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This Feels Different

Are you supposed to know when you’ve been born again? Because I’m pretty sure I have been, fanwise.

Somewhere between Thursday night, when I expected everything to go wrong but it didn’t [1], and Friday night, when it never occurred to me anything would go wrong and it didn’t [2], I underwent some kind of transformation.

Perhaps Bartolo Colon [3] dunked me three times in a vat of Rheingold and performed a baseball baptism on me when I wasn’t paying attention. It’s totally plausible that he did. He does everything else.

Call it a spiritual rebirth, a renewal of faith, a state of enlightenment. Call it 8-3, six in a row, another day dawning with the Mets in first place. I’m calling it different from whatever directly preceded the way I’m feeling now. I’m calling it different from anything I’ve ever felt before in a lifetime’s devotion to the cause of the New York Mets.

Seriously. I’ve experienced better records, longer winning streaks, extended stays at the top of the division. But I’ve never quite experienced this sense of joyous calm about it. I’m excited and enthusiastic, yes, yet I’m not anxious about it. It simply feels right.

The Mets are winning game after game. I love it. I love them. I love us. I feel no ire as I usually do. In recent years I couldn’t even enjoy the intermittent bouts with victory because they felt almost pointless. I knew we’d go back to losing sooner rather than later and that the losing would never truly end.

I know no such thing right now. I don’t know what’s going to happen during the rest of 2015. I’m not worried about it. I do know nothing about the Mets bothers me at this moment.

For example, on Friday afternoon, I learned they assigned Danny Muno No. 16. Most days I believe No. 16 should receive reverential treatment; if they’re not going to retire it for Dwight Gooden [4], then hold it in reserve for a player of veteran distinction or particular promise. I still believe that. I don’t believe a random rookie utility infielder should be handed Dr. K’s number. But I can’t get riled up about it.

The Mets don’t rile me up in the present. All the peripheral issues that generally gnaw at me are on hiatus. The ballpark? It’s a gem. The manager? He’s a genius. The owners? I forget their names.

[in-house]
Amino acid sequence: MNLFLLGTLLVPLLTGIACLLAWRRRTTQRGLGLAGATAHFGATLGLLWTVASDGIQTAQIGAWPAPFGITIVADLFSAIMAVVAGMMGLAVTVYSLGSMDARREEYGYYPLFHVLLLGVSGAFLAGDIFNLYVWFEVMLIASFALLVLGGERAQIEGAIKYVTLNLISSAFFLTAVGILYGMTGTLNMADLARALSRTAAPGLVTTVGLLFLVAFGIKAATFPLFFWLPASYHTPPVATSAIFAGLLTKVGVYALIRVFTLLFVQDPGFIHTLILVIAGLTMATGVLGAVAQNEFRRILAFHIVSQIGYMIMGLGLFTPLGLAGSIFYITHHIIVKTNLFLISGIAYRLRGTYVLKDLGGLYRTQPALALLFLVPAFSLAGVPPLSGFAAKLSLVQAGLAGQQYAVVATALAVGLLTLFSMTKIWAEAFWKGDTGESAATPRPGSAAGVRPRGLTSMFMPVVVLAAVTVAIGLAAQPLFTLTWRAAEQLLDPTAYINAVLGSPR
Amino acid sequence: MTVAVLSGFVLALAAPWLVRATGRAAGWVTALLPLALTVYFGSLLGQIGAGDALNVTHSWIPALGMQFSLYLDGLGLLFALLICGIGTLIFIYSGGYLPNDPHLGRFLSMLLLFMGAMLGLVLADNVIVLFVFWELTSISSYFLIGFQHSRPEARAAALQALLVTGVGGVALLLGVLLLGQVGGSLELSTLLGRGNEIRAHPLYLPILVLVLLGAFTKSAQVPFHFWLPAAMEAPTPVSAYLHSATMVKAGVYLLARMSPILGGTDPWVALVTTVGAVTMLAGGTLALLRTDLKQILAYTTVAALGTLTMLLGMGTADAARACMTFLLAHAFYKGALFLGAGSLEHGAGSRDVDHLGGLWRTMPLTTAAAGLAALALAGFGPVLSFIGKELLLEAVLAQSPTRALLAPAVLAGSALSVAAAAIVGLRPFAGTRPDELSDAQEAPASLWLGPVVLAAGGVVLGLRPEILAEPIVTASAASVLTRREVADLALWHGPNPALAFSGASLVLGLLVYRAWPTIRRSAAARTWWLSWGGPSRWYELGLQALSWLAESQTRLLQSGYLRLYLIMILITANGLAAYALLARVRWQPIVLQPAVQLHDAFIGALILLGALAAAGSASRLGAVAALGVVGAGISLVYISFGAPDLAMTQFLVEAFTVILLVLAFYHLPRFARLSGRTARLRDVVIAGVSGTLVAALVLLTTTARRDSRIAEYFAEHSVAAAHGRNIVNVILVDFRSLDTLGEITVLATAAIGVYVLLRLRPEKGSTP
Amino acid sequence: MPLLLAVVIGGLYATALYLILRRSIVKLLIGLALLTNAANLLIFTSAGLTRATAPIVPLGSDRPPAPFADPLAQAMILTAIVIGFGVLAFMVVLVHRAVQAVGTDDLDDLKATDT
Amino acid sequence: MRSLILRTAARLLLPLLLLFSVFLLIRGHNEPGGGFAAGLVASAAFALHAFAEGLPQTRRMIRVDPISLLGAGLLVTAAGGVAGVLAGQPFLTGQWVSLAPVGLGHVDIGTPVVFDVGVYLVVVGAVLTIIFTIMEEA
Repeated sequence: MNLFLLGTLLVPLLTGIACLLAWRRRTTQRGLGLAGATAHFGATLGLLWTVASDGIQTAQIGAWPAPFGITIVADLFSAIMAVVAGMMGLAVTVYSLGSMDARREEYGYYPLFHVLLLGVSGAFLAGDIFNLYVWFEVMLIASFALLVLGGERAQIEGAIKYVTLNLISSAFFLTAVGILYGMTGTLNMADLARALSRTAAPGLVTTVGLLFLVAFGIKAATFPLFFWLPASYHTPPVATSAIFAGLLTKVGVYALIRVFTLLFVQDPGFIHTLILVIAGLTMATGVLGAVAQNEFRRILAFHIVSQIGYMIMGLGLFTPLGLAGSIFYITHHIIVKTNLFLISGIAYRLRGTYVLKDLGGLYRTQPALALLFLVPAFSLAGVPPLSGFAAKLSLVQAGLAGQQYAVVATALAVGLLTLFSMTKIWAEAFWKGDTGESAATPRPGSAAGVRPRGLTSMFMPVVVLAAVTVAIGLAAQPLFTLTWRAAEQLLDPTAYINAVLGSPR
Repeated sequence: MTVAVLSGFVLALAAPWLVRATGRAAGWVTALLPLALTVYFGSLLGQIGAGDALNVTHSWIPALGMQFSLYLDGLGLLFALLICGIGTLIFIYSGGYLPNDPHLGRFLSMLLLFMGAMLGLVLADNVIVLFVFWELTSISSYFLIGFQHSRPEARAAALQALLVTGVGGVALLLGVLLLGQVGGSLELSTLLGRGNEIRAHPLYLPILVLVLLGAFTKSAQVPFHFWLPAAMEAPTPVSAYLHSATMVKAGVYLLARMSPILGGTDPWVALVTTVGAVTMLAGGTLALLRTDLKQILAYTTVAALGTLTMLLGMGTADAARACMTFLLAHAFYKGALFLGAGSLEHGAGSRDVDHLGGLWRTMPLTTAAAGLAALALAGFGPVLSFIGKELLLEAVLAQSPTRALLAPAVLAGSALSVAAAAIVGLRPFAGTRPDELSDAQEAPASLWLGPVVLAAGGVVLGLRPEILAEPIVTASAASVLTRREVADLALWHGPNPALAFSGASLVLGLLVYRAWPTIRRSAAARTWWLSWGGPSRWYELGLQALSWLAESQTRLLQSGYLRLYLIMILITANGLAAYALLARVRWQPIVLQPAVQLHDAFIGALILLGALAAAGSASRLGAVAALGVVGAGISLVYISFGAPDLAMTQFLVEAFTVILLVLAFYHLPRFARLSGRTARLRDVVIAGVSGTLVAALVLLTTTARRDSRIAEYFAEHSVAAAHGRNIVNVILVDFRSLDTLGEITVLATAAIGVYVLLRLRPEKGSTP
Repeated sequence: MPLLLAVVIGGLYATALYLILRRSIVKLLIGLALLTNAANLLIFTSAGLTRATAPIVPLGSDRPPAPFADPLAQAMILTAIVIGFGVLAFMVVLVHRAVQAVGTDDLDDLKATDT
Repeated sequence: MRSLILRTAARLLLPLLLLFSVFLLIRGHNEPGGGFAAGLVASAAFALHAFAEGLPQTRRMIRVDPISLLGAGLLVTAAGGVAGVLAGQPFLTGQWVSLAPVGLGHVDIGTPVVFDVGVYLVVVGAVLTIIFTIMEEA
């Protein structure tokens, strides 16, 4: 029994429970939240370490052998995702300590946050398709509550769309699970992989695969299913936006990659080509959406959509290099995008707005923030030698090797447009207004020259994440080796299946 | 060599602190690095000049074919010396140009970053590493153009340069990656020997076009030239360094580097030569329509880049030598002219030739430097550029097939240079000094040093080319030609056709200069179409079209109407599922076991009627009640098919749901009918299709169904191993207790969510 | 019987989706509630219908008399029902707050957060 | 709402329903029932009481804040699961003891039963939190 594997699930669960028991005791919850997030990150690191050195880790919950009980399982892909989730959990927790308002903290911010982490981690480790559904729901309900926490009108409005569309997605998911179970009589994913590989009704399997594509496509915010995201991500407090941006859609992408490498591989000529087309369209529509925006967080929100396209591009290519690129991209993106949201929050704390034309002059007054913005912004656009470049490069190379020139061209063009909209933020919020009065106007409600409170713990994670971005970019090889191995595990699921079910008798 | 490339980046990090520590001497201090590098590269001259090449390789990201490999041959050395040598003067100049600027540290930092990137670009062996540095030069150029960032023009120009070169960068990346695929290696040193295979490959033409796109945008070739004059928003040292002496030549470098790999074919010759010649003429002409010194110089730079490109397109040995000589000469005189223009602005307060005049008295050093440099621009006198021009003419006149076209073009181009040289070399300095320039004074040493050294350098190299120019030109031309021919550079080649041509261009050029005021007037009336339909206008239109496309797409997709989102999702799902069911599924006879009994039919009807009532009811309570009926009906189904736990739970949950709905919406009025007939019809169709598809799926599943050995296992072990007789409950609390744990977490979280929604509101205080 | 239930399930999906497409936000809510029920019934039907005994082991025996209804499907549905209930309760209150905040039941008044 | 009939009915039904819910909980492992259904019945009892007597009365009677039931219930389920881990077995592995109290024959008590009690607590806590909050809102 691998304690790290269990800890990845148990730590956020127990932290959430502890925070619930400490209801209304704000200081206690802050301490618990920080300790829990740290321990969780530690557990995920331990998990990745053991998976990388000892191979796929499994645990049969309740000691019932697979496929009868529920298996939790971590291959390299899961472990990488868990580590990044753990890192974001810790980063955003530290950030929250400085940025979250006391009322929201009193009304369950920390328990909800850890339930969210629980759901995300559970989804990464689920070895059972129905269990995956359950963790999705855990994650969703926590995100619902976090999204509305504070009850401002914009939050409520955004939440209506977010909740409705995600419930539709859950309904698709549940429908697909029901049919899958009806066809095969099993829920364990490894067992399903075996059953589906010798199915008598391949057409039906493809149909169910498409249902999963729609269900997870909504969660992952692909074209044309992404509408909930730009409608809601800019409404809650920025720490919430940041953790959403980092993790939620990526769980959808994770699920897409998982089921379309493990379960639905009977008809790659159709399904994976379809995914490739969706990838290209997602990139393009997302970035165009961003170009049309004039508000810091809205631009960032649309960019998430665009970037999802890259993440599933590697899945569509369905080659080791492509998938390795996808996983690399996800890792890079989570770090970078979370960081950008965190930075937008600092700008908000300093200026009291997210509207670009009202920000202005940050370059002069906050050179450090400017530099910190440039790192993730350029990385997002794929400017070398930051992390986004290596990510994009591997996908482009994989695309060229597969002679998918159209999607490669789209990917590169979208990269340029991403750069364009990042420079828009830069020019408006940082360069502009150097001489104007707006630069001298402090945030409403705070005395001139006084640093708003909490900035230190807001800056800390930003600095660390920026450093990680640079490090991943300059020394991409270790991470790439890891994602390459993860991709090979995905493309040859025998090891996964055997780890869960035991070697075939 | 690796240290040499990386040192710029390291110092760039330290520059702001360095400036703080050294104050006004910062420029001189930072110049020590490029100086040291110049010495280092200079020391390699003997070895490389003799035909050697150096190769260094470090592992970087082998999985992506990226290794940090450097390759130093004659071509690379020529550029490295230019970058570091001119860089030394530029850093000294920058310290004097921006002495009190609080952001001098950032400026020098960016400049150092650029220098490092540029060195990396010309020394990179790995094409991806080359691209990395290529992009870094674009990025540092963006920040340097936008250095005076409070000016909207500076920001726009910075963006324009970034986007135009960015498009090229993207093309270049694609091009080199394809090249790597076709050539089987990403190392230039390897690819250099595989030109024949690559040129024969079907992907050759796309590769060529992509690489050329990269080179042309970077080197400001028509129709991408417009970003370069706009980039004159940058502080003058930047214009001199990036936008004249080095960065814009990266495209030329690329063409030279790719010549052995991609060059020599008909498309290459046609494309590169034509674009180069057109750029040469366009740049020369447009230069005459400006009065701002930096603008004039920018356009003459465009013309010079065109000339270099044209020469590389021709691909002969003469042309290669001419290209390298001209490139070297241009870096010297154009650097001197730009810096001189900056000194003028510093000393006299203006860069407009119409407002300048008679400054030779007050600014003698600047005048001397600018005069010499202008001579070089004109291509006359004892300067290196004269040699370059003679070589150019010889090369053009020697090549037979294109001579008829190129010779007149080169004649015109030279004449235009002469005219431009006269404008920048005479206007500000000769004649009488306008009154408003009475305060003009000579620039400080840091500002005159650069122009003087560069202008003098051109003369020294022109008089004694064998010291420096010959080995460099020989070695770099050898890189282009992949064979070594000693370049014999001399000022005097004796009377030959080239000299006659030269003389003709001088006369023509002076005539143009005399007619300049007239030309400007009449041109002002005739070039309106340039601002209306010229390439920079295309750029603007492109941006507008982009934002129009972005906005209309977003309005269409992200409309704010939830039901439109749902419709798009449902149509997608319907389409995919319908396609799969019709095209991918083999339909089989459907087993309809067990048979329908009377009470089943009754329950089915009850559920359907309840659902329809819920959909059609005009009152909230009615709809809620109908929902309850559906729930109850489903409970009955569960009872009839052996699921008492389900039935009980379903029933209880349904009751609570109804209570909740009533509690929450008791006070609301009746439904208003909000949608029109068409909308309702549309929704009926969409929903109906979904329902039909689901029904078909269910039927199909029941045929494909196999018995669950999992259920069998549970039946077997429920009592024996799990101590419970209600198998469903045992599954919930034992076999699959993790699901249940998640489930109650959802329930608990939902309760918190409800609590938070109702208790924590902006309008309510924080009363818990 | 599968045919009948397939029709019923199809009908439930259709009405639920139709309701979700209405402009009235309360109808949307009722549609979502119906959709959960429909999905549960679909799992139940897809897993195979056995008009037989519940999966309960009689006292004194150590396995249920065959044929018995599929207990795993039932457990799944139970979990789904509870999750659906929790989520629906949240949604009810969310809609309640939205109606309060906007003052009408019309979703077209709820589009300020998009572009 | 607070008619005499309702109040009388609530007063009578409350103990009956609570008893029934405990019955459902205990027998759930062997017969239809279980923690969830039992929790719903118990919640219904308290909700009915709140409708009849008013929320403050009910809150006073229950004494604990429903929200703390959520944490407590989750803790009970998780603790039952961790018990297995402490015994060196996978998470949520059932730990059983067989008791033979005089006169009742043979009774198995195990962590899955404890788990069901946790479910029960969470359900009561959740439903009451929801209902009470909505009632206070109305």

The team is good. How good? In the long run, I have no idea. In the near term, they are a pleasure to watch. I see them fall behind in the top of the first when Colon gives up a home run to Giancarlo Stanton [5] and I’m unperturbed. Sure Stanton’s killed us with regularity. Sure he’ll have several more opportunities to continuing killing us tonight.

But so what? I’ve been born again. You’ll have to do better than Giancarlo Stanton and his lethal bat if you want to take me down.

The Mets were being no-hit through four? Also so what? Is David Phelps [6] really going to throw a no-hitter tonight? There were Friday nights when I would have strongly considered the possibility. It never crossed my mind on this one.

Sure enough, the Mets started hitting in the fifth and they tied the score at one. Colon not only hadn’t give up anything else to Stanton or any Marlin, but he drove in that tying run with a well-struck sacrifice fly. I told you he does it all.

He and Gold Glover Juan Lagares [7], that is. Lagares accepted his 2014 award before the game and earned his 2015 award during the game via three catches that were progressively Juan, Juaner and Juanest. You know the old saying: Two-thirds of the earth is covered by Bartolo Colon — and Juan Lagares is a sensational center fielder.

The fifth was fun. The sixth was more fun. Two more Met runs crossed the plate. Colon pitched seven. Jerry Blevins [8] replaced him and was perfect in the eighth. Then Daniel Murphy [9], one of the few Mets who hadn’t contributed much to the winning ways of 2015, got on board and drove in a fourth run. Then Jeurys Familia [10] did the rest.

I enjoyed the 4-1 win fully and embraced the result without hesitation. I didn’t worry that it’s no more than a prelude to a regression toward the mean and I didn’t attempt to link it to any obvious April precedent. I couldn’t, because this is like nothing I’ve felt before. Forty-seven seasons into my Mets fandom, I’m learning I can feel them in unprecedented ways.

That, to me, is more amazing than an 8-3 start.

You can draw parallels and comparisons with previous seasons and their encouraging beginnings. You can project out from the best of the past anything you want. Yet I’m not tempted to. I’ve spent most of my existence keeping close tabs on this franchise and I’m telling you: this feels different.

I feel equally untethered to the unrelenting sour times of the recent past and the occasionally glorious times of the distant past, and I don’t mind. I take comfort in knowing it’s all back there and that it all informs what we expect and how we react. Trust me, I know where to find it should I need it. This 2015 journey, though, is its own thing: kinda young, kinda now…kinda free, kinda wow.

That last part is from an old perfume commercial [11], but this spiritual or emotional or whatever it is rebirth that stems from the Mets winning the way they are is pretty sweet, so what the hell…y’know?